I call it relationship addiction. Hollywood and Bollywood call it love. Trillions are spent romanticising a compulsive fantasy that is nothing less than an unrecognised addiction.
“Your life is like an Asian art film” my friend declared. I was crying my eyes out for the umpteenth time. This was after he’d cheated on me, again; sworn at me, again and left me at a night club. “I love him!” I wailed.
Addiction conjures up images of a ‘bad’ junkie injecting drugs into her veins selling herself for a buck. Some addictions have a more obvious and faster path of destruction. It’s easy to over look all the bad stuff that happens in relationships. We don’t call it addiction.
What is addiction? What is relationship addiction?
According to sources such as Harvard Health and Alcoholics Anonymous addiction has two criteria’:
1) It is compulsive and
2) There is a negative consequence.
At two am, walking the streets of Yeoville, I had an epiphany. I was twenty-four. He’d not answered my seventeen phone calls I’d compulsively made in the space of two hours. (I wonder why). I had to see him, NOW. It occurred to me I was acting crazy. My behaviour was no different to that of a child molester, I thought.
Despite the fear I’d be attacked, I sought relief from my emotional pain. My craving was compulsive. Except that thankfully, my craving was a man and not a powerless child.
This epiphany didn’t stop my compulsion. I had no control. I experienced the most enormous compassion for anyone who has an addiction of any kind. Even those whose are sadistic in nature. It began my quest to heal.
The key, I discovered is the third criteria of addiction: Seeking RELIEF from pain.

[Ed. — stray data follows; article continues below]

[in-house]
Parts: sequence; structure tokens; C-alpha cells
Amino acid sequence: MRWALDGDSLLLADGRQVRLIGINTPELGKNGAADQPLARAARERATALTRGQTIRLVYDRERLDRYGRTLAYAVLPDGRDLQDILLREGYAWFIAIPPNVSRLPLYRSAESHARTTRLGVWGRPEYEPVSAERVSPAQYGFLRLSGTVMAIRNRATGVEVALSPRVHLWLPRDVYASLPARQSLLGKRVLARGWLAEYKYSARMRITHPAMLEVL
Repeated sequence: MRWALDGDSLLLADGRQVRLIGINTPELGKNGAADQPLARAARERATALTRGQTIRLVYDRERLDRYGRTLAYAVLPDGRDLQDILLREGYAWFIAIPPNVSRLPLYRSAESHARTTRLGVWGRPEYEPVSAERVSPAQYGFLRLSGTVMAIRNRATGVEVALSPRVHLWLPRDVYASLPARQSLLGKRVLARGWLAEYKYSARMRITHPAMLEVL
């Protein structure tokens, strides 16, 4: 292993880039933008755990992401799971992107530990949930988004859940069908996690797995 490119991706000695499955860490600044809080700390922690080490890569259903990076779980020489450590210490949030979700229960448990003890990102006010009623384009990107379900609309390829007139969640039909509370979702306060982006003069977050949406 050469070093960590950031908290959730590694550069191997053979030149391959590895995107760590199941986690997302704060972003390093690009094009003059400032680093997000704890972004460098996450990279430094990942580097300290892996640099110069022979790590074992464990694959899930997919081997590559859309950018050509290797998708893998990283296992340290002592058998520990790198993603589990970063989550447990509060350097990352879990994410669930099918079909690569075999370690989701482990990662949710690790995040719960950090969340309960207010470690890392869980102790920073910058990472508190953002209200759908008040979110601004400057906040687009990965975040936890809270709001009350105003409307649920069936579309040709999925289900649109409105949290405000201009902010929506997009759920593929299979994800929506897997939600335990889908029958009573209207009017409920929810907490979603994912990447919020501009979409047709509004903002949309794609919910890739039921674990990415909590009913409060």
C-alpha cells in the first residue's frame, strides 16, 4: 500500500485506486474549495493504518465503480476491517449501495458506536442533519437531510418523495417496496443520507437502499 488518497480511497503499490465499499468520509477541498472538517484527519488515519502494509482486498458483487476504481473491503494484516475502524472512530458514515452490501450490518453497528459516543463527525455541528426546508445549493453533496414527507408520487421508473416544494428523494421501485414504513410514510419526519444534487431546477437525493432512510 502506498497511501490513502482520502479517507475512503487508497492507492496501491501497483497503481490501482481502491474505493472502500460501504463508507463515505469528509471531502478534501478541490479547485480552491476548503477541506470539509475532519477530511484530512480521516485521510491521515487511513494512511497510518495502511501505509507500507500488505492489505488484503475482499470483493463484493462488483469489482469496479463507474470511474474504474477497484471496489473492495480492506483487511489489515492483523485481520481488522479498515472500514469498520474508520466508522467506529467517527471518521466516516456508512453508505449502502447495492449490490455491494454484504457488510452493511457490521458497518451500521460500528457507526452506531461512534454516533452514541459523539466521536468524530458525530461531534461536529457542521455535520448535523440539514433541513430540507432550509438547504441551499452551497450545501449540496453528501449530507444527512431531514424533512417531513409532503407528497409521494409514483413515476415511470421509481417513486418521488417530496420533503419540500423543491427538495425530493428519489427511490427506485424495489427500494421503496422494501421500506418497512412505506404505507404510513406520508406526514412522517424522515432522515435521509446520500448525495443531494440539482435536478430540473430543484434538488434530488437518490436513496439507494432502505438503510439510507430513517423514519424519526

Understanding addiction. More than just a disease.
I had to leave the city to let him go. I sank into a deep depression. I cried every day for a year. I wanted to die. I ate chocolate eclairs instead. I was in withdrawal.
Later, I participated in a stress management program run by psychiatrist Dr Moch at the Milpark Hospital, Johannesburg. I discovered there was a possible link between cravings and the role of cortisol in the body. Cortisol is the stress hormone. Trauma in childhood causes overproduction at first and later underproduction.
Dr Gabor Mate, author of In the Realm of Hungry Ghosts: Close Encounters with Addiction suggests:
“Not all addictions are rooted in abuse or trauma, but I do believe they can all be traced to painful experiences. A hurt is at the centre of all addictive behaviours. It is present in the gambler, the internet addict, the compulsive shopper and the workaholic. The wound may not be as deep and the ache not as excruciating, and it may even be entirely hidden—but it’s there. As we’ll see, the effects of early stress or adverse experiences directly shape both the psychology and the neurobiology of addiction in the brain.”
Relationship addiction – attachment and stress.
Although I quit alcohol, cigarettes and I was no longer depressed, to this day I can not handle stress. When I met my husband all my past pain came to the fore. Dating was more stressful than fun. My own relationship addiction rose once again.